Blending past and present: The aftermath of 9/11

Wednesday, September 29, 2021
Pictured is Harding University student and Salem High School graduate Sophie Rossitto in New York City where she recently traveled for a 9/11 project. Rossitto was a summer intern at Areawide Media so we were more than excited to learn about her trip and what she took from it. Please enjoy her written piece below as September comes to a close and the 20th anniversary of the tragic event should still be remembered.

The collapse of the Twin Towers on Sept. 11, 2001, plunged the nation into a period of devastation and confusion. As the 20th anniversary of 9/11 approached this year, I found myself wanting to know more about the aftermath of that day: How were Americans able to to sort through all of the rubble and debris and move forward in the midst of their grief?

I carried these questions with me when I traveled to New York City on the week of 9/11 with a group of 16 communication students and faculty from Harding University. Each student on the trip collected visuals and information for an individual project about 9/11. For my project, I planned to write an article about the rebuilding of downtown New York City after 9/11.

One thing that served as a central metaphor during our trip was the Survivor Tree, which stands in the plaza at the 9/11 Memorial. This plant lost several limbs from the fires and destruction on the day of 9/11 but was still clinging to life when people discovered it at the World Trade Center site. Today, the original, rough bark of the tree’s branches are fused with smooth, newer limbs that have grown over the past 20 years.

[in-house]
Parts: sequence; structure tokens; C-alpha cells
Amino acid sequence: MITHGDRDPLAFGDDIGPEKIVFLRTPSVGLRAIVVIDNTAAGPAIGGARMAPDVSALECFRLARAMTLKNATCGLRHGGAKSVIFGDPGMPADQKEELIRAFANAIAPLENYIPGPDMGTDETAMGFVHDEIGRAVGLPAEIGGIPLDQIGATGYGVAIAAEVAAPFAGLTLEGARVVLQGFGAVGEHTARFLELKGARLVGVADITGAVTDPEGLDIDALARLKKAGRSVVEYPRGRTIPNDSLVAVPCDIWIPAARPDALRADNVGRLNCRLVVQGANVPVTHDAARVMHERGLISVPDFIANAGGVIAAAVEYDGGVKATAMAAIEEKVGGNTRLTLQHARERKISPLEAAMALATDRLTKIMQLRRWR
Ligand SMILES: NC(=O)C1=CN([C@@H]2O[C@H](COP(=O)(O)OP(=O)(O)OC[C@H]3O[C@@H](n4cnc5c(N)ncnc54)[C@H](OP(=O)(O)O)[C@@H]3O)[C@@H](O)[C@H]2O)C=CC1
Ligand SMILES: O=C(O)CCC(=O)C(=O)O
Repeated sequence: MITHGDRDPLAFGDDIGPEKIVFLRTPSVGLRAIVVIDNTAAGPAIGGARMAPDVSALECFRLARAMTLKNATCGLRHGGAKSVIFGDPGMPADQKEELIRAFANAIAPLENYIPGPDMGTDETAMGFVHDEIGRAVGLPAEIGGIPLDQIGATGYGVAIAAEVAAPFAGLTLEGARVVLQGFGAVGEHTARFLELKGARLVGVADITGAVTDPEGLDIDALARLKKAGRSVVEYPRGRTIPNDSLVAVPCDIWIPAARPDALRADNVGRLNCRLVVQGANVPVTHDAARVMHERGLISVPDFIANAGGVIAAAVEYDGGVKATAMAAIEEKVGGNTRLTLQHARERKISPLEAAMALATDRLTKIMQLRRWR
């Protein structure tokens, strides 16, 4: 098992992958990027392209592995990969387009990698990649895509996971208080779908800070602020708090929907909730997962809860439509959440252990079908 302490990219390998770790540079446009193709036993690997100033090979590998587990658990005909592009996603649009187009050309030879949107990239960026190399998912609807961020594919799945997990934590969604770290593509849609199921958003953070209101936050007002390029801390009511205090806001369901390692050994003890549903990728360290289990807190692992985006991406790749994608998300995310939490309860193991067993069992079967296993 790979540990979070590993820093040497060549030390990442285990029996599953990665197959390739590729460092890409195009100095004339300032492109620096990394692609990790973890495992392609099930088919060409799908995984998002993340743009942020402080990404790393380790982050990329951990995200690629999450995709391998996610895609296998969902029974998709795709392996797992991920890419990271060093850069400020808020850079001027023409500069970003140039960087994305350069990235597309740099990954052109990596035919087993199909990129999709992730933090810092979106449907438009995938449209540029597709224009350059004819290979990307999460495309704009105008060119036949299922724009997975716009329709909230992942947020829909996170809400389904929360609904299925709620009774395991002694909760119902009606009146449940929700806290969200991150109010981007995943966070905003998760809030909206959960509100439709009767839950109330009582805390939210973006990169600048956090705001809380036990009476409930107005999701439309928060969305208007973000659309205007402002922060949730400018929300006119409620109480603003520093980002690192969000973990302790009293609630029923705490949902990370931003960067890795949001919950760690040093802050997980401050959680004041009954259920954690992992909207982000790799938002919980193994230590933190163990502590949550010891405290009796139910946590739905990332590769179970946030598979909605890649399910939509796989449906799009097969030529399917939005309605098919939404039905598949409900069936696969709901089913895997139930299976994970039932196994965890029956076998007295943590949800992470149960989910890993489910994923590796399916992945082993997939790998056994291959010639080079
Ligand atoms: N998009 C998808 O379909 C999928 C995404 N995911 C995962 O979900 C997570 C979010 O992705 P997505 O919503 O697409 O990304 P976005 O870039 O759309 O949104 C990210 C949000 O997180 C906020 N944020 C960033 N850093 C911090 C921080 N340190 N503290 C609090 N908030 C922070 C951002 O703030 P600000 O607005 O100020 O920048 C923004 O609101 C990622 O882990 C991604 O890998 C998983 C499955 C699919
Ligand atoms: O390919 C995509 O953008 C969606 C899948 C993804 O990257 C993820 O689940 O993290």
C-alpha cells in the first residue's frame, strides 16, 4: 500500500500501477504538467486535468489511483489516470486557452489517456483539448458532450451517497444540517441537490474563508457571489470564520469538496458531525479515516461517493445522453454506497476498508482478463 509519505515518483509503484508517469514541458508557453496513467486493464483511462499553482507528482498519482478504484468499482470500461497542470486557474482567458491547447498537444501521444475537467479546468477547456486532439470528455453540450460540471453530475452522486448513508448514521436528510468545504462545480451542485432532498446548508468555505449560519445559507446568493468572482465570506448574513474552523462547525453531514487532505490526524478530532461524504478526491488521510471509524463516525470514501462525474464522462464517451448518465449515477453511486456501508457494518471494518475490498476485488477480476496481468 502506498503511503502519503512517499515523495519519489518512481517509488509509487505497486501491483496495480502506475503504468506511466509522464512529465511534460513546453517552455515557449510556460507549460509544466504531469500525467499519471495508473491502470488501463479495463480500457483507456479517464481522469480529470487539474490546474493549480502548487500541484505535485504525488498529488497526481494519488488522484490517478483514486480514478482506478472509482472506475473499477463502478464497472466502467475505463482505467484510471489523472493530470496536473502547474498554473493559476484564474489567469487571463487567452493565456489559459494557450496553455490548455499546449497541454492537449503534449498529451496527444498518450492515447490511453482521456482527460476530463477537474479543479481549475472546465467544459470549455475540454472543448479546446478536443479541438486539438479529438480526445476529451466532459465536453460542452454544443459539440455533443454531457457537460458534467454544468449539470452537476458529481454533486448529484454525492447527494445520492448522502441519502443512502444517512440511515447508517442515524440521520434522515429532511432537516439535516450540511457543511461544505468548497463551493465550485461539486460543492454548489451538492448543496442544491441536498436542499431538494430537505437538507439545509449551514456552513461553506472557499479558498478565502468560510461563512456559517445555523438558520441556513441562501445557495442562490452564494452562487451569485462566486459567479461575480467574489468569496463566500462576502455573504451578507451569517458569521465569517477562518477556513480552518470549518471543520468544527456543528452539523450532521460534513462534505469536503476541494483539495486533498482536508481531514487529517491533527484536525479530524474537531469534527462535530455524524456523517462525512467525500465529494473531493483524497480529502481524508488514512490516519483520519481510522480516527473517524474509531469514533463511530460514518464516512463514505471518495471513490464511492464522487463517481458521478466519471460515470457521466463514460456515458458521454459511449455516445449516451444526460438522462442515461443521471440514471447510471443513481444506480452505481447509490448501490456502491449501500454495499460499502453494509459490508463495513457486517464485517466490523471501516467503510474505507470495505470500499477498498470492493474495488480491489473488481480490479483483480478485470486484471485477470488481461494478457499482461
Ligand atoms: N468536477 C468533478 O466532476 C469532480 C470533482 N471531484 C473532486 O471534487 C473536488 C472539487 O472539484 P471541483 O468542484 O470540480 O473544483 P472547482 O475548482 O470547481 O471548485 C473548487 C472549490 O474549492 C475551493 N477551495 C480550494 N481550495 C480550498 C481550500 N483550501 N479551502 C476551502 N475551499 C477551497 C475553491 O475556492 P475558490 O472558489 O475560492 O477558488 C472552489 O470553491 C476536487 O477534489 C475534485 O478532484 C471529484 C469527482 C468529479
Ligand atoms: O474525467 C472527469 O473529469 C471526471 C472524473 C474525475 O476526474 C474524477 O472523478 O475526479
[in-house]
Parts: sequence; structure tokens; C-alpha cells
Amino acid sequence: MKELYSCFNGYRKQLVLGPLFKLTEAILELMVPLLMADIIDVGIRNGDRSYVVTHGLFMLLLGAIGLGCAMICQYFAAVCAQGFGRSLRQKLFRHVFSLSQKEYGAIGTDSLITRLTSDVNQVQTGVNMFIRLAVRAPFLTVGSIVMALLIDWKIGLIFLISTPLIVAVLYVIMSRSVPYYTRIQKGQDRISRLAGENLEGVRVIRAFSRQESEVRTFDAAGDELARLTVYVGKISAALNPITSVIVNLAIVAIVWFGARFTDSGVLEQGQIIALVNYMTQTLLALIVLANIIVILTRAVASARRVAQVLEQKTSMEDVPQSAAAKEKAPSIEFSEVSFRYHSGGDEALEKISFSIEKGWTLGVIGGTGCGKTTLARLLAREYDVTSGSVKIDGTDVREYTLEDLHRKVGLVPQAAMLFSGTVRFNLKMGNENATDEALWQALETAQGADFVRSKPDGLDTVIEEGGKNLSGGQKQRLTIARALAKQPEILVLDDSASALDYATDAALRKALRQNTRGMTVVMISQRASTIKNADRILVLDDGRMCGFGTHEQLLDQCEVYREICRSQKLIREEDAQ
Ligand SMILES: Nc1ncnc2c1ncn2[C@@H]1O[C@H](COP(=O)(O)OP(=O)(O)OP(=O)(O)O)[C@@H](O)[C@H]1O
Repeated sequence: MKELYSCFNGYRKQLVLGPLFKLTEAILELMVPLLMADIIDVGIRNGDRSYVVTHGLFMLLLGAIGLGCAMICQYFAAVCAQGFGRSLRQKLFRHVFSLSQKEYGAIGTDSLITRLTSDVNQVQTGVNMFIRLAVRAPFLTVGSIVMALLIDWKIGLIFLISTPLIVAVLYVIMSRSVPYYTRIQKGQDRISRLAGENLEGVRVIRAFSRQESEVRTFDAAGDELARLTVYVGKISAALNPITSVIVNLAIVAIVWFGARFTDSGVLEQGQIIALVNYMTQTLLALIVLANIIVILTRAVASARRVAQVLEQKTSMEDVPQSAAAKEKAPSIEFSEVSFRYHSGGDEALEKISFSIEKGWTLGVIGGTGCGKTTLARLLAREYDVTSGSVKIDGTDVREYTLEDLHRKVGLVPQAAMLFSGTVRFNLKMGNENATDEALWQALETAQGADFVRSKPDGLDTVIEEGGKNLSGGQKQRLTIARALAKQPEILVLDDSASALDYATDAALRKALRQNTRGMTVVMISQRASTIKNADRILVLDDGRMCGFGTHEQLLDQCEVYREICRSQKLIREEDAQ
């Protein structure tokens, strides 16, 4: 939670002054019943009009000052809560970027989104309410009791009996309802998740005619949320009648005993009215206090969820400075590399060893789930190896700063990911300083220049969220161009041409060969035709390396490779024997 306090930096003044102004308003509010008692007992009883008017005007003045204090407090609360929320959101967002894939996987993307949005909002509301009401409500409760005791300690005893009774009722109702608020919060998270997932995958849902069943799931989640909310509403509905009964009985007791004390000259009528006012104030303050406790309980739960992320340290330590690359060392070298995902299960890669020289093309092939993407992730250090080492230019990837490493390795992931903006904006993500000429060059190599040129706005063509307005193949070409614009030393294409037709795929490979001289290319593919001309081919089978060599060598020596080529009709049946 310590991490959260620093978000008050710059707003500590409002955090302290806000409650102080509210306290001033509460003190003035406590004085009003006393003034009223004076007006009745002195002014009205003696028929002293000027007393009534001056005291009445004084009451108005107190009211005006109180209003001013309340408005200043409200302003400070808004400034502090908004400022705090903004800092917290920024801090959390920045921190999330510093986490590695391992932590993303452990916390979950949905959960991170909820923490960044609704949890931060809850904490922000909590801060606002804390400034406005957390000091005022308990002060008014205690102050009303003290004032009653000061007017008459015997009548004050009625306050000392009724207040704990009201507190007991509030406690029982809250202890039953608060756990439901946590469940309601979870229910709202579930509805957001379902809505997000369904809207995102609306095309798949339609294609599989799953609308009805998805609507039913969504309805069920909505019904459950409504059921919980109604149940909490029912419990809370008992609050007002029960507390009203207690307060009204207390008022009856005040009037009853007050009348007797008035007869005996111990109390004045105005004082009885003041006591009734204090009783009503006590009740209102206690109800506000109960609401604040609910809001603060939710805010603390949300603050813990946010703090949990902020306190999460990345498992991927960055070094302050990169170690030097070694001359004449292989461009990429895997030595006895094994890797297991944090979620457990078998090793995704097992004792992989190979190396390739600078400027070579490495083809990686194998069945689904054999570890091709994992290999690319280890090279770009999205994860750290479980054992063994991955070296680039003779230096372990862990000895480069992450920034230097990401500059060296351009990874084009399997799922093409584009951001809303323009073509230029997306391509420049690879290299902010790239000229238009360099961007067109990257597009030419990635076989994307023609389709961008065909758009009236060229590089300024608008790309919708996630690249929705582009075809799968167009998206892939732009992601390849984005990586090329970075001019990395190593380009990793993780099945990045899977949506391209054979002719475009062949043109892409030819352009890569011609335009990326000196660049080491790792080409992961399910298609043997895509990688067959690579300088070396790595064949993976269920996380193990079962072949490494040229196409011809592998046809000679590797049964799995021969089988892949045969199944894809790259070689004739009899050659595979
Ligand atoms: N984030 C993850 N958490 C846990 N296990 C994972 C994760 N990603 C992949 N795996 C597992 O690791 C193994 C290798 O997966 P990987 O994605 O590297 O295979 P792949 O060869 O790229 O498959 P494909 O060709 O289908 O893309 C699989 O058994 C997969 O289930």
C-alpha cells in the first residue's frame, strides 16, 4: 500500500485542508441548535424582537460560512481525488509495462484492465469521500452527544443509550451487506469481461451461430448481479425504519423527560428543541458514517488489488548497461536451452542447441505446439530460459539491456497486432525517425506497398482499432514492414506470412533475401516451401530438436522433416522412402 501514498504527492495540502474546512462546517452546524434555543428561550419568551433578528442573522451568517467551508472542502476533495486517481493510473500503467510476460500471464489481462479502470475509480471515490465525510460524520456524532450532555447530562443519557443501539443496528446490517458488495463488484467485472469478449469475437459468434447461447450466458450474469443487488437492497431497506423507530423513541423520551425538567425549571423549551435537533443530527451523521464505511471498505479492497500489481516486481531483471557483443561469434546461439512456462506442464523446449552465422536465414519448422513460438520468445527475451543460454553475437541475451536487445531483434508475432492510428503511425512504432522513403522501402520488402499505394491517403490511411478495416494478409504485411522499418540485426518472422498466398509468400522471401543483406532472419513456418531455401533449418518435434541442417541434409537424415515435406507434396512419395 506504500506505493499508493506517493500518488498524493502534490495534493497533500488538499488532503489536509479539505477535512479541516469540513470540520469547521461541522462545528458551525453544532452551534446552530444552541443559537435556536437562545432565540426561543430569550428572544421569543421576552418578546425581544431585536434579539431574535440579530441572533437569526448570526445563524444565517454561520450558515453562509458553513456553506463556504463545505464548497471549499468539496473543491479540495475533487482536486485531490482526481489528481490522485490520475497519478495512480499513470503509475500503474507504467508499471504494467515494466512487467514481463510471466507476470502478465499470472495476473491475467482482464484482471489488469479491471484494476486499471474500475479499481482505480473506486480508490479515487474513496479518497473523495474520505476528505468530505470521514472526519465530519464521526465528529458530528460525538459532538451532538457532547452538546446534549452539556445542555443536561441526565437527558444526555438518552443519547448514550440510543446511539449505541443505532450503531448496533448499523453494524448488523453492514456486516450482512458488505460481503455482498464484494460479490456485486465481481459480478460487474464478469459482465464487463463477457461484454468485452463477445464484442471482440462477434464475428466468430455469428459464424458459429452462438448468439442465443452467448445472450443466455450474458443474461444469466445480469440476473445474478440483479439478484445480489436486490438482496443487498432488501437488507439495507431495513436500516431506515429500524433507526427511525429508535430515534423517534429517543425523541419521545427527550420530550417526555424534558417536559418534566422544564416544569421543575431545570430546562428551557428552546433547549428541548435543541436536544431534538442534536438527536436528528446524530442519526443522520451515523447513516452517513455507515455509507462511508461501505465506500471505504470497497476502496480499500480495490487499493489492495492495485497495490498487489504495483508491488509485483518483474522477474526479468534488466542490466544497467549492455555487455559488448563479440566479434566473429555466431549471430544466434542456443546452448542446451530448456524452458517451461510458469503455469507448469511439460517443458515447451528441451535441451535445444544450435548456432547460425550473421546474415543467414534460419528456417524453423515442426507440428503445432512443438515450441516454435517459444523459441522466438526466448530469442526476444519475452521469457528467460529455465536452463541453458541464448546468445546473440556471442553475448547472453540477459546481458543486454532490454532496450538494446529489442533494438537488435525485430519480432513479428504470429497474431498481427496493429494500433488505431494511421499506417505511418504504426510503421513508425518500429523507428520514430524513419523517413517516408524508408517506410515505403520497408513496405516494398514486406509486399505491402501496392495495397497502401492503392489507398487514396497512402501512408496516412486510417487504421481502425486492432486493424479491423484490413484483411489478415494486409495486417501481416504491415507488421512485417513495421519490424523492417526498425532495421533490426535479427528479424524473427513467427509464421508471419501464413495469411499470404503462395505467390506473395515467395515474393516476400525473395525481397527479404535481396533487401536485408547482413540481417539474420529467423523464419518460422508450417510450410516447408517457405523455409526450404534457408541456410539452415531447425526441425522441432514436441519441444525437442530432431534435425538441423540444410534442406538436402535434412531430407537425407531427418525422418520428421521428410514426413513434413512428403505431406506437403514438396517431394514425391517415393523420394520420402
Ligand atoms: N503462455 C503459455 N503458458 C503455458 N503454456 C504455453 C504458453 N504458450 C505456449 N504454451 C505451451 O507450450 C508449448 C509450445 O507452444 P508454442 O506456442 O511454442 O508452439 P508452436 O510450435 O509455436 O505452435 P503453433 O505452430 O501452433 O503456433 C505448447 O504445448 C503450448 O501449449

Throughout the trip, my group discussed other ways we could observe the Survivor Tree’s theme of old blending with the new. We found one example in the landscape of downtown New York City. Newer buildings such as the Oculus, an eye-catching, modern shopping center, are juxtaposed with buildings such as the historic St. Paul’s chapel, which did not lose a single pane of glass on 9/11.

The old-meets-new theme was even reflected in the group I traveled with to New York: five professors who held vivid memories of where they were on 9/11, contrasted with 11 students who had no memory of the events. Two of my fellow students had not even born yet when 9/11 happened.

One of the most powerful experiences of the trip was viewing the Tribute in Light, a breathtaking art installation consisting of two blue beams of light that shot into the night sky on the anniversary of 9/11. My friend described the twin beams as ghosts of the two towers that once dominated the New York City skyline. The soaring display showed that although the city had evolved after the destruction of that day, the events of 9/11 would forever be entrenched in the history of New York, and America as a whole.

After spending four days exploring New York City, I learned that efforts to rebuild after 9/11 are not only reflected in shiny new buildings, but also in the resiliency of people who continue to teach new generations of Americans about the impact of that day.

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